A. 5 B. 16/3 C. 11/2 D. 6 E. 20/3
Work rate problems are my weakest area. For whatever reason I get mixed up on these problem. Even knowing the answer to this question I can't figure out how it comes out to that answer. Any help would be great, thanks! fast pump takes x hour Slow pump takes 1.5x hour so 1/x+1/1.5x = 1/4 > (1.5+1)/1.5x = 1/4 > 2.5/1.5x = 1/4 > 1.5 x = 10 >x = 10/1.5 >x = 20/3 Somebody confirm whether this is a right approach to do this type of problem or not. Thanks



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Re: Two water pumps, working simultaneously at their respective
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14 Feb 2015, 21:23
Hi Salvetor, Yes, your approach is correct. In 'Work' questions, there are usually several different ways to organize the given information, but they all end up involving a ratio at some point. GMAT assassins aren't born, they're made, Rich
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Re: Two water pumps, working simultaneously at their respective
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05 Feb 2016, 19:29
Salvetor wrote: kmasonbx wrote: Two water pumps, working simultaneously at their respective constant rates, took exactly four hours to fill a certain swimming pool. If the constant rate of one pump was 1.5 times the constant rate of the other, how many hours would it have taken the faster pump to fill the pool if it had worked alone at it's constant rate?
A. 5 B. 16/3 C. 11/2 D. 6 E. 20/3
Work rate problems are my weakest area. For whatever reason I get mixed up on these problem. Even knowing the answer to this question I can't figure out how it comes out to that answer. Any help would be great, thanks! fast pump takes x hour Slow pump takes 1.5x hour so 1/x+1/1.5x = 1/4 > (1.5+1)/1.5x = 1/4 > 2.5/1.5x = 1/4 > 1.5 x = 10 >x = 10/1.5 >x = 20/3 Somebody confirm whether this is a right approach to do this type of problem or not. Thanks I got all of this, and I get the whole logic, even why you have to flip etc. The only part I didn't get is why 1/x + 1/1.5x gives you a numerator (1.5+1)/1.5x rather than (1.5x+x)/1.5x.......I get the denominator, it's just the numerator part which confuses me, seems like I missed a fundamental concept in fractions.



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Re: Two water pumps, working simultaneously at their respective
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06 Feb 2016, 10:15
How would you solve this problem by saying the faster pump 1.5x and slower x. I cant seem to figure that out.



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Re: Two water pumps, working simultaneously at their respective
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06 Feb 2016, 10:48
xLUCAJx wrote: How would you solve this problem by saying the faster pump 1.5x and slower x. I cant seem to figure that out. Plug in some values Attachment:
Plug in.PNG [ 2 KiB  Viewed 16741 times ]
Quote: Two water pumps, working simultaneously at their respective constant rates, took exactly four hours to fill a certain swimming pool. Capacity of the swimming pool is  5*4 = 20 Quote: how many hours would it have taken the faster pump to fill the pool if it had worked alone at it's constant rate? The faster pump is pump B, so time required by fill the swimming pool alone will be = Total Capacity of the pool/Efficiency of Pipe B 20/3 Hence answer is (E)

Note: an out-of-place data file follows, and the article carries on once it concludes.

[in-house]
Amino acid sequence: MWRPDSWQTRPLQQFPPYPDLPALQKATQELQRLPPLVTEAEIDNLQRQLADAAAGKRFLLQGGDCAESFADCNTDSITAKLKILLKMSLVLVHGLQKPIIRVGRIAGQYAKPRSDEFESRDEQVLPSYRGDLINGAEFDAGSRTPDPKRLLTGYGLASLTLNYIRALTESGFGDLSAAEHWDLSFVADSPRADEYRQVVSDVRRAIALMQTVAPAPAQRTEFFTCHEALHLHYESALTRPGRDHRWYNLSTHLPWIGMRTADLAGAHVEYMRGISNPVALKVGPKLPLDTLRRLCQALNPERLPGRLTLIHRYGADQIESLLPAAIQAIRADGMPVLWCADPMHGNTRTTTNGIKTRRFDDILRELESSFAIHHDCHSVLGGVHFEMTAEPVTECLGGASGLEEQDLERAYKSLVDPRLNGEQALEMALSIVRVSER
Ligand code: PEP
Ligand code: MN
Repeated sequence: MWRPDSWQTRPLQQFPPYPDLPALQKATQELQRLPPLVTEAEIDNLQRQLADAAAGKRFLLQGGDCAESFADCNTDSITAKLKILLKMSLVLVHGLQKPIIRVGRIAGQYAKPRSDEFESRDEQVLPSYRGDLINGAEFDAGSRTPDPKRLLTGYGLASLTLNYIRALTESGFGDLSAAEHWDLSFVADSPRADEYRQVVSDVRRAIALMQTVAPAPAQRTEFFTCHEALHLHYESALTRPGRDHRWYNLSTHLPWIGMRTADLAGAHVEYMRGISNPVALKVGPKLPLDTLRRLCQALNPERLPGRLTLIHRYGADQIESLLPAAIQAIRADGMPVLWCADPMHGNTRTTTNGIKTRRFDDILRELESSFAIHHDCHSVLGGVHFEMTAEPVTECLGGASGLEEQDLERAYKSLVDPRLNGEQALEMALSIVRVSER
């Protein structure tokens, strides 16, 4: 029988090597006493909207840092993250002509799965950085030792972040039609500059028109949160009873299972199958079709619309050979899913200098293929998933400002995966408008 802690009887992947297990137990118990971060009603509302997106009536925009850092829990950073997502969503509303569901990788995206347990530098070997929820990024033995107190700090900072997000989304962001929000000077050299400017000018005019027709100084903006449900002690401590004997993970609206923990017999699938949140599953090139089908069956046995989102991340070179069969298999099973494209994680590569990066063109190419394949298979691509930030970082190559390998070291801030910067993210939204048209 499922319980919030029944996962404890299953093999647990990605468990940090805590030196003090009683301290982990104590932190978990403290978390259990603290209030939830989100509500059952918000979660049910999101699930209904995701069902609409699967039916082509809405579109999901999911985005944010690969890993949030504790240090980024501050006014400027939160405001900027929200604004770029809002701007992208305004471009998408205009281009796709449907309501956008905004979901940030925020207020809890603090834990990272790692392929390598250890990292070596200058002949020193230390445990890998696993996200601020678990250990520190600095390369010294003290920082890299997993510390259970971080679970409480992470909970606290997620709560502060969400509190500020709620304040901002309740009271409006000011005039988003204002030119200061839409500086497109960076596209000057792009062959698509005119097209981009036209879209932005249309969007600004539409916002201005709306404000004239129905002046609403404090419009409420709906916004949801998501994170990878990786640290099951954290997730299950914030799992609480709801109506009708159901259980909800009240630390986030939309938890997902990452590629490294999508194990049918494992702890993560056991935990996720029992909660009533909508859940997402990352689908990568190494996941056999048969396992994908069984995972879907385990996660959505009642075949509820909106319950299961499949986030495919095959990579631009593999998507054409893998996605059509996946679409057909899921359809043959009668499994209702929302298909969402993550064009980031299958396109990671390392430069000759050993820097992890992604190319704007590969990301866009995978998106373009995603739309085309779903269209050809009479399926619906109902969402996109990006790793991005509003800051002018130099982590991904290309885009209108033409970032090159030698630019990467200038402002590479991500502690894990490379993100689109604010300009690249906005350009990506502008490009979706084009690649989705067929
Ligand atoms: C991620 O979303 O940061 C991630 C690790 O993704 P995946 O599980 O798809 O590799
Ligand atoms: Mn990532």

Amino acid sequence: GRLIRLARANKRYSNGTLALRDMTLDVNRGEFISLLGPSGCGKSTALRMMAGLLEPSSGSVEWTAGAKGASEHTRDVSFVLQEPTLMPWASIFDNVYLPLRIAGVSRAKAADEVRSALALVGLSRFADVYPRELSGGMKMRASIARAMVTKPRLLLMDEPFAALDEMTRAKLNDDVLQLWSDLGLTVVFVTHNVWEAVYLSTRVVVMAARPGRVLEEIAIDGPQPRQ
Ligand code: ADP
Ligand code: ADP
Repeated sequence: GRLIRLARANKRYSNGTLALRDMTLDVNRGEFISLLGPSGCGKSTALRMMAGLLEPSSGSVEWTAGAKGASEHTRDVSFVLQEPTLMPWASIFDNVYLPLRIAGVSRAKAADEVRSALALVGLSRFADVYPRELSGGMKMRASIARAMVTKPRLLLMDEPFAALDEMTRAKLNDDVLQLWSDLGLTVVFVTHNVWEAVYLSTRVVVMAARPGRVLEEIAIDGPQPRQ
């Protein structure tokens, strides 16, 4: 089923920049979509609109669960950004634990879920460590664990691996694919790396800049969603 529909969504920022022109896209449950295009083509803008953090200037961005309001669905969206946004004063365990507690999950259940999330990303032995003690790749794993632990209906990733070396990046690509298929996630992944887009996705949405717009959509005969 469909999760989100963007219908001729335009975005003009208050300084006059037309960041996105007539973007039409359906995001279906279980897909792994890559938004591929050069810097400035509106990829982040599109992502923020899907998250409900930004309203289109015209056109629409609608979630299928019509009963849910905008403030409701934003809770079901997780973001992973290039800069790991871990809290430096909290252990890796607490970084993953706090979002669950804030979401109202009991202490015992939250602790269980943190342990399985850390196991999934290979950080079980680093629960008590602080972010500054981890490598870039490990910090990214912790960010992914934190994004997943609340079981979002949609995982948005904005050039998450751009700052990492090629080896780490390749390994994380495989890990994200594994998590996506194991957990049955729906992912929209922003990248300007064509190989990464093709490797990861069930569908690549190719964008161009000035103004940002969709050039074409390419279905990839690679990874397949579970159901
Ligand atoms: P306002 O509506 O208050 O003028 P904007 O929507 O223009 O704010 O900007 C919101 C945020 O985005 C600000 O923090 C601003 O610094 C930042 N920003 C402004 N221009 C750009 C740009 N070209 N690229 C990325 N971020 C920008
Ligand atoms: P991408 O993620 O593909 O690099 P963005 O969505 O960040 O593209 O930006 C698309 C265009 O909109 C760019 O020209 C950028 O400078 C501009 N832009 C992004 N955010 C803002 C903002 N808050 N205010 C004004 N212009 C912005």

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Re: Two water pumps, working simultaneously at their respective
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06 Mar 2017, 18:13
kmasonbx wrote: Two water pumps, working simultaneously at their respective constant rates, took exactly four hours to fill a certain swimming pool. If the constant rate of one pump was 1.5 times the constant rate of the other, how many hours would it have taken the faster pump to fill the pool if it had worked alone at it's constant rate?
A. 5 B. 16/3 C. 11/2 D. 6 E. 20/3 We are given that the rate of 1 pump is 1.5 times faster than the rate of the other pump. Since 1 pool is being filled and rate = work/time, the rate of the faster pump is 1/x, in which x = the time it takes for the faster pump to fill the pool, and the rate of the slower pump = 1/(1.5x) = 1/(3x/2) = 2/3x. Since when the pumps work together they take 4 hours to fill 1 pool, we can create the following equation: work of faster pump + work of slower pump = 1 (1/x)4 + (2/3x)4 = 1 4/x + 8/3x = 1 Multiplying the entire equation by 3x, we have: 12 + 8 = 3x 20 = 3x 20/3 = x Answer: E
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Re: Two water pumps, working simultaneously at their respective
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15 Mar 2017, 22:30
kmasonbx wrote: Two water pumps, working simultaneously at their respective constant rates, took exactly four hours to fill a certain swimming pool. If the constant rate of one pump was 1.5 times the constant rate of the other, how many hours would it have taken the faster pump to fill the pool if it had worked alone at it's constant rate?
A. 5 B. 16/3 C. 11/2 D. 6 E. 20/3
Work rate problems are my weakest area. For whatever reason I get mixed up on these problem. Even knowing the answer to this question I can't figure out how it comes out to that answer. Any help would be great, thanks! This problem asks us what is the amount of hours it would have taken the faster pump to fill the pool by itself to solve this question you don't necessarily need an exact value well, you might with a 700 level question but here's my process for this question: We can pick and choose values again, this may not be the best approach for a 700 or maybe 600 level question but for a 500 it might be faster If it takes the faster pump, say "6" hours to complete 1 job (filling the entire pool) then it takes the slower pump 4 hours to fill the pool by itself (you can do 60/15 to get 4 or you can multiply 4 by 4 and add half of 4 to get 6). Now let's set the denominator's equal and combine the rates ( I learned this from Mcgoosh) 1 job /6 hours +1 job /4 hours = 4 jobs /24 hours +6 jobs /24 hours= 10 jobs/24 hours 1 job/ 2.4 hours This does not fit our answer for what the combined work rate should be therefore, we can eliminate any answer less than 6. "E" by elimination must be the answer.